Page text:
7. In addition to the universal priesthood of believers, God Himself has established in the Church various special ministries for the perfecting of the saints and the edifying of the body of Christ, which ministries ought to be recognised by the Church itself.

8. The Lord Jesus Christ will come from heaven and transform our body of humiliation into a glorious body. In that day the dead in Christ shall rise first, and the living who are found faithful shall be transformed, and thus together shall we be caught up into the clouds to meet the Lord in the air, to be for ever with the Lord: and, after His Kingdom, all the rest shall rise to be judged in judgment.

These articles are held to suffice as a testimony of a Christianity purely evangelical, without pretending that there are no other doctrines in the Bible to be believed. It is also clearly asserted that this 'Declaration of Principles' does not pretend to infalli bility. The Word of God is alone infallible and immutable. Nor is it looked upon as the cause or title to salvation, but simply as the outward bond of unity in the faith and the banner of the Church."


Is THE word church, in New Testament usage, applicable both to the congregation of disciples met to worship God, and to the house in which they are met?'

In the October number of the E. O. there is an article on "Edifying the Church." In that article, on page 343, near the bottom, occur these words: " Kupiakov, in Greek, denotes the house of a lord (Kuptos). In Christian usage it would denote a house of the Lord Jesus; that is, a house devoted to Him or consecrated to His worship. Such is most likely both the origin and meaning of church. It denotes a house in which the worship of Christ is conducted." Again, on p. 344-" Church signifies the house it (the congregation) meets in to worship." Yet in the next paragraph, on the word " edify," it is affirmed as follows:- "In the New Testament, where it (edify) is used figuratively, it means to build up, instruct, and enlighten the church or congregation."

Now, if church be derived from a Greek word meaning a house of a lord, and if church be also the congregation that is built up, instructed and enlightened, it seems quite justifiable to apply the term church alike to the stone and lime building and to the congregation of believing men and women. If the word be thus appropriate in a two-fold sense, the querist is free to confess that he has been at fault in heretofore confining its application to the congregation, and disputing the right to use it of the house in which the congregation assembles. In his conviction, that church refers exclusively to the believers, he has been confirmed by referring to κυριακον, from which it is supposed to be derived. He can only find κυρια KOV, twice in the New Testament, in 1 Cor. xi. 20 and Rev. i. 10. In the one passage the supper is called Kuρiaкov-the Lord's; in the other, the day is called kupiake-the Lord's, But there is nothing about house; and hence there is nothing about church being the name for the house in which the Lord's people meet. Nay, more: Kupiakov does not even point out the Lord's supper without the additional word deurvov-supper; nor does KupLake denote the Lord's day except by the substantive uepa-day, which accompanies it. No more would κuρiakov denote the Lord's house without another word indicative of house.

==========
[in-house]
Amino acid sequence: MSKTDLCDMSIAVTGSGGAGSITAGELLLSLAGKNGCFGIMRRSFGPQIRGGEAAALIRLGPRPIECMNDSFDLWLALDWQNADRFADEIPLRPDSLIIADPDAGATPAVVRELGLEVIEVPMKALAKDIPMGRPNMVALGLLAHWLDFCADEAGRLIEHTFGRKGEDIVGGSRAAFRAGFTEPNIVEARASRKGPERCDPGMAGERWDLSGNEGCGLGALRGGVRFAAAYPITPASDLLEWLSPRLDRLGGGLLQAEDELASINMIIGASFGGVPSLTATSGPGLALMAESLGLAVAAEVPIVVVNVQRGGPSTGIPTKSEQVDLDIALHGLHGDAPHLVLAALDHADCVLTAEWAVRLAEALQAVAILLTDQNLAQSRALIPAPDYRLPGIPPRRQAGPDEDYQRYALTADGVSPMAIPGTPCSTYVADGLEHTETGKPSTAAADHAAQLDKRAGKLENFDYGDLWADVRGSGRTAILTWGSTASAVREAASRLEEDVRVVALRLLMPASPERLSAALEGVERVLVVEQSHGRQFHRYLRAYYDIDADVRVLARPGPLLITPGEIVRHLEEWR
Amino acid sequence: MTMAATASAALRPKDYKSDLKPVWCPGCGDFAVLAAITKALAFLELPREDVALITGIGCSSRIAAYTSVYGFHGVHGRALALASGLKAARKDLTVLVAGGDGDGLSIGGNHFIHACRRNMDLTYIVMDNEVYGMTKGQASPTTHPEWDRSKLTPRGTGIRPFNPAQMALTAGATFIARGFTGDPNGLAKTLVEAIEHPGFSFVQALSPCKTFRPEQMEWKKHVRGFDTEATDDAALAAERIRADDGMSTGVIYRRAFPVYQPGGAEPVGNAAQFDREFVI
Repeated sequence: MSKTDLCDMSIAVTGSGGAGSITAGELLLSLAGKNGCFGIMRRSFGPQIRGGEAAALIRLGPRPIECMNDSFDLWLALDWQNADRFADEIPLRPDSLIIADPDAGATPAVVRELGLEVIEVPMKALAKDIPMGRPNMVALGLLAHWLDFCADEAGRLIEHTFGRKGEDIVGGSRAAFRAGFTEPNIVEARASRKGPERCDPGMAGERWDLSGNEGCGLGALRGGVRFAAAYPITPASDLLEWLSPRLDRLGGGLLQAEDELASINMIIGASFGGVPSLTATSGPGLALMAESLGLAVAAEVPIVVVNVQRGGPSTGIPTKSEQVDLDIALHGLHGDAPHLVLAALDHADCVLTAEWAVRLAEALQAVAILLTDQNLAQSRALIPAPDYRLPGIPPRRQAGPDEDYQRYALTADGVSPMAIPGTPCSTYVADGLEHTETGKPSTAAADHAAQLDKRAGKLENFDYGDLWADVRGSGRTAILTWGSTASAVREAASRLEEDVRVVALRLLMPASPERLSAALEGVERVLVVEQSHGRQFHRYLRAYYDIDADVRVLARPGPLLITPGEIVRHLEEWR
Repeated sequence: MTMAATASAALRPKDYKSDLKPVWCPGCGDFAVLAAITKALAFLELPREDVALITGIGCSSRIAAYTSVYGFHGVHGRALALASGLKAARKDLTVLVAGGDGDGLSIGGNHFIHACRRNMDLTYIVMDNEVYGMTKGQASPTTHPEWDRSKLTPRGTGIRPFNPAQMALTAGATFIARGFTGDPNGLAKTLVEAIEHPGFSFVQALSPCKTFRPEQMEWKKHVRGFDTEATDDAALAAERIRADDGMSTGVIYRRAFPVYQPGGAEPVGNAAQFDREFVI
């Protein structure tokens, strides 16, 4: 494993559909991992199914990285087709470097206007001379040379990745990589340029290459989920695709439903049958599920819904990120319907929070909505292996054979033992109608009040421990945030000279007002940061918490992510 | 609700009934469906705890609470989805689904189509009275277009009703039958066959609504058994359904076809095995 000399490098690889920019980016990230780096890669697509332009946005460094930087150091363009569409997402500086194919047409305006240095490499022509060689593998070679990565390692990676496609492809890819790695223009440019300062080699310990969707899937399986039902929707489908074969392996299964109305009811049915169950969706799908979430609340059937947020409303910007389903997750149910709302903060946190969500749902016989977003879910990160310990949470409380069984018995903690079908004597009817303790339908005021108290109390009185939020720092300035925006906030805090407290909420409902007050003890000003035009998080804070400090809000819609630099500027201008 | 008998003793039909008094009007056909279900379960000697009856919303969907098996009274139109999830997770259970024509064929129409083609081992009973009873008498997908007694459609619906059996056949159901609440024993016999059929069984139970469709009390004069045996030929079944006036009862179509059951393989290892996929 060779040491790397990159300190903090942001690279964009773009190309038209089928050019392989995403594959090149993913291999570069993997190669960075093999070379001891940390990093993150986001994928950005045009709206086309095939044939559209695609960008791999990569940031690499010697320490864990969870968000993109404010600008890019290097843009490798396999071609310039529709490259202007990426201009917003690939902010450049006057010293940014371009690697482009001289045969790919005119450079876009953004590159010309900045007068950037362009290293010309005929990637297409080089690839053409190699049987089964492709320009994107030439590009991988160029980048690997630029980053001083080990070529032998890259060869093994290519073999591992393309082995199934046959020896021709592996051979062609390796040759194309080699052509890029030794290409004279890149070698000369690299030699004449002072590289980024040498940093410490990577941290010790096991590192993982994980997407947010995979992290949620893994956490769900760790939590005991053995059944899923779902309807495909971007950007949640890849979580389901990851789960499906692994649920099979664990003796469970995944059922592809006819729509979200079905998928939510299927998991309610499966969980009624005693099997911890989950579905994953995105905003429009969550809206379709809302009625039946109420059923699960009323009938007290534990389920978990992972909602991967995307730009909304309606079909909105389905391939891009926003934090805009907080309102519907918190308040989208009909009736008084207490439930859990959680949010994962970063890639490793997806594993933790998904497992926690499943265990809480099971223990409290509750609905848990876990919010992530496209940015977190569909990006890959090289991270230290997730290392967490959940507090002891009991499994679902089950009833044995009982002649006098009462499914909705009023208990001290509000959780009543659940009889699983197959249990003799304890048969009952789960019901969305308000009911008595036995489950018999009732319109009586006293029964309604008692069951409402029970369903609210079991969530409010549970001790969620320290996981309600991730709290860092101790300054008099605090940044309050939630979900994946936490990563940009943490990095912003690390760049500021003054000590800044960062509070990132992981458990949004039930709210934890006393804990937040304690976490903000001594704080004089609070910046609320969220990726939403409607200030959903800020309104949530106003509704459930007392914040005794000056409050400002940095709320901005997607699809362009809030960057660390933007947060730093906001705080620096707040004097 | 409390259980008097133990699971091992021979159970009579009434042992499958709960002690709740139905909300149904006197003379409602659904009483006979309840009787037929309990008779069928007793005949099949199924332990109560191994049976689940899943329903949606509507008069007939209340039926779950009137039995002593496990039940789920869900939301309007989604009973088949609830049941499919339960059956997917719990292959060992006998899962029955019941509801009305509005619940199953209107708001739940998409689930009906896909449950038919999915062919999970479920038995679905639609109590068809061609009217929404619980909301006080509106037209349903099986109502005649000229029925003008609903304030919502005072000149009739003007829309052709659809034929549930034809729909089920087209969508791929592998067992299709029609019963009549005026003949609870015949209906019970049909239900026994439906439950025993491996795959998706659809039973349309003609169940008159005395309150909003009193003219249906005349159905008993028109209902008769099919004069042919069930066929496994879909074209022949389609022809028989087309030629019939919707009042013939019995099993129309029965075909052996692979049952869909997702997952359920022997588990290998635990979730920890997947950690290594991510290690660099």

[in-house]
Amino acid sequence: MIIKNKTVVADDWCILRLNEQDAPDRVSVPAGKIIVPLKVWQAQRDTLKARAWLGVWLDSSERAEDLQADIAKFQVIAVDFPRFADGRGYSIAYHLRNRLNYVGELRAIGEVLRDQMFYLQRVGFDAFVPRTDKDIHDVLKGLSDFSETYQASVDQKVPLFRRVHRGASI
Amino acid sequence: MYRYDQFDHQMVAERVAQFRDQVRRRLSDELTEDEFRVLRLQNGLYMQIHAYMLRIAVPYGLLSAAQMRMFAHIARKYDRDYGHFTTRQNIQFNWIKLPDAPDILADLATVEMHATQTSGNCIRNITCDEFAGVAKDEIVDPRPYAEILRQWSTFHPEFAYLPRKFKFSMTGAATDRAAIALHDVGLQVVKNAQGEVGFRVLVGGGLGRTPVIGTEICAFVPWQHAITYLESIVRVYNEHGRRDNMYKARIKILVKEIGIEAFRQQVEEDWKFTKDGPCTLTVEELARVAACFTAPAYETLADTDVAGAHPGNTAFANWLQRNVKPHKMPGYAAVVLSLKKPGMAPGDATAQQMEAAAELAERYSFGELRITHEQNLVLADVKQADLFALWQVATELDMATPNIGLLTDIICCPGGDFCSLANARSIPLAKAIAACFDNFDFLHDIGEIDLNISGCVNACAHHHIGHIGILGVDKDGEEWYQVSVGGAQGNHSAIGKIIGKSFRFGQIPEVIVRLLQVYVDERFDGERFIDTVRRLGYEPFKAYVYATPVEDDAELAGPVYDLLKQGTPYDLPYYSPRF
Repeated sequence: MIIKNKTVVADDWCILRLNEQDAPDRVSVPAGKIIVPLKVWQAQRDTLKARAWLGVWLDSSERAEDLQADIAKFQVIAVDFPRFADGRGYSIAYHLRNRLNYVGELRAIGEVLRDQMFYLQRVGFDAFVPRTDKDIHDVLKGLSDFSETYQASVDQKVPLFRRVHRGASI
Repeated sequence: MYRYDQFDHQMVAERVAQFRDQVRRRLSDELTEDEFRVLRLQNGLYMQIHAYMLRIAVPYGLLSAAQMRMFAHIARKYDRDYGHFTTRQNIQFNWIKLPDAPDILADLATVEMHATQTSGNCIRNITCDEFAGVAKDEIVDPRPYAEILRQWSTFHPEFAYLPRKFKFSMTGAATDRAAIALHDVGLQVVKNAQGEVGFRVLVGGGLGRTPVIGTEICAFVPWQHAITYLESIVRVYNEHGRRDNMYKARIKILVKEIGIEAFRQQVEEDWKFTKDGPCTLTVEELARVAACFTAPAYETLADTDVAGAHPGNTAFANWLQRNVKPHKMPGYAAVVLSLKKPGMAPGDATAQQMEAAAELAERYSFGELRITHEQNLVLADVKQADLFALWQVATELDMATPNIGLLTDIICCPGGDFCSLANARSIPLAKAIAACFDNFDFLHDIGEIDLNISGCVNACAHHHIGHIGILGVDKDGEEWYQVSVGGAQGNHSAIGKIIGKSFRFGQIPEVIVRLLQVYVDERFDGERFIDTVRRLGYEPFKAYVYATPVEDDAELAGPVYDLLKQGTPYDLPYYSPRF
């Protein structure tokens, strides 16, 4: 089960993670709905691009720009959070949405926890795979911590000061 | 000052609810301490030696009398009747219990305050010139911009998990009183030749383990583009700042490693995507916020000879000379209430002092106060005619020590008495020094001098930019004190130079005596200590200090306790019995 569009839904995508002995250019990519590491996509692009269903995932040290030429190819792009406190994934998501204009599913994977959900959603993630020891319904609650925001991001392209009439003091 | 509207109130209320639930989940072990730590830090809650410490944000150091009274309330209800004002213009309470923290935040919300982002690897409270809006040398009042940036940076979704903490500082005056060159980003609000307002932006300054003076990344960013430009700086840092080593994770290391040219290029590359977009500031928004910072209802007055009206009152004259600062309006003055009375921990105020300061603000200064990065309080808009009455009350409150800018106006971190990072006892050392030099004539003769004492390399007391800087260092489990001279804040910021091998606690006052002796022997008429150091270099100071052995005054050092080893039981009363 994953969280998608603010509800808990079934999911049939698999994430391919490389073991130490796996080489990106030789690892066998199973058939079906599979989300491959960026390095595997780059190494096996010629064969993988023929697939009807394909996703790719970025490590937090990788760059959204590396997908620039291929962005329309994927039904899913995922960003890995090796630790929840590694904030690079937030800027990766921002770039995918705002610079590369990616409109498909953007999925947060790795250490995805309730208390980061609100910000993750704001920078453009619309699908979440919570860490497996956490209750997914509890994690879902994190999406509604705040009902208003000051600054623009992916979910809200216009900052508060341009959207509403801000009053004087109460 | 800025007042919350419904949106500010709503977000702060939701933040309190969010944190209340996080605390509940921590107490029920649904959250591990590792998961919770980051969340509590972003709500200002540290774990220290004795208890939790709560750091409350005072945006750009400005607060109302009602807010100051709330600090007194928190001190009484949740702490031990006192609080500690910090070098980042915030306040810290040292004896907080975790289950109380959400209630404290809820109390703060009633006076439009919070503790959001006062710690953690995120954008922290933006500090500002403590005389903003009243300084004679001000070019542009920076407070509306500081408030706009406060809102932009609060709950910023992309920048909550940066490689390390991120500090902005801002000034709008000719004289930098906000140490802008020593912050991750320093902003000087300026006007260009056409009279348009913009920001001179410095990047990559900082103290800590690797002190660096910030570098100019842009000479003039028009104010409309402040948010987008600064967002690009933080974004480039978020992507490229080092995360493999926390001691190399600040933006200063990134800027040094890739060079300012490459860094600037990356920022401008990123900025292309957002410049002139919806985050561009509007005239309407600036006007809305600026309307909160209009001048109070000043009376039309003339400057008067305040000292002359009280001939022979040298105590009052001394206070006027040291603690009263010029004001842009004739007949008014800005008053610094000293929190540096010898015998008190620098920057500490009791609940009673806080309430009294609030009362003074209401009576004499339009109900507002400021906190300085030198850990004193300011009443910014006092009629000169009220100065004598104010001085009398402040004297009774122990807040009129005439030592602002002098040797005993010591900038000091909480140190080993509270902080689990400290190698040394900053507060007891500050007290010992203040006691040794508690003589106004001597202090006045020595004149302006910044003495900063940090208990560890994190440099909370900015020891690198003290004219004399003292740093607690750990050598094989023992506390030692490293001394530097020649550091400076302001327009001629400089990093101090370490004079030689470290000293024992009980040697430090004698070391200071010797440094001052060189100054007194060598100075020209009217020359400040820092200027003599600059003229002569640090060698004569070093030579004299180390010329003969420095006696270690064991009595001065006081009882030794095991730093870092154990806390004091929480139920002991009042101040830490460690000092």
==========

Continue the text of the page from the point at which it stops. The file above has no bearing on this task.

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Observer, Nov. 1, '71.

EKKλEσia," as the writer of "Edifying the Church" rightly observes, "is the term used in the New Testament to denote the church, whether the term be used in its large sense, to signify the whole family of God, or in its narrow sense, to signify some particular local church." So that from EKKλeσiα we have no authority to apply church to the meeting-room. But if no sanction from εκκλεσια, and none from κυριακοv, is it right to give any countenance to denominate the meeting-room or chapel a church? If " EKKλeσia is the term used in the New Testament to denote the church" "the whole family of God," or some particular local church;" and if κυριακον in the New Testament never denotes either church or buildingare we at liberty to speak of the room as the church? Is it holding fast the form of sound words which have been left to us by the apostles?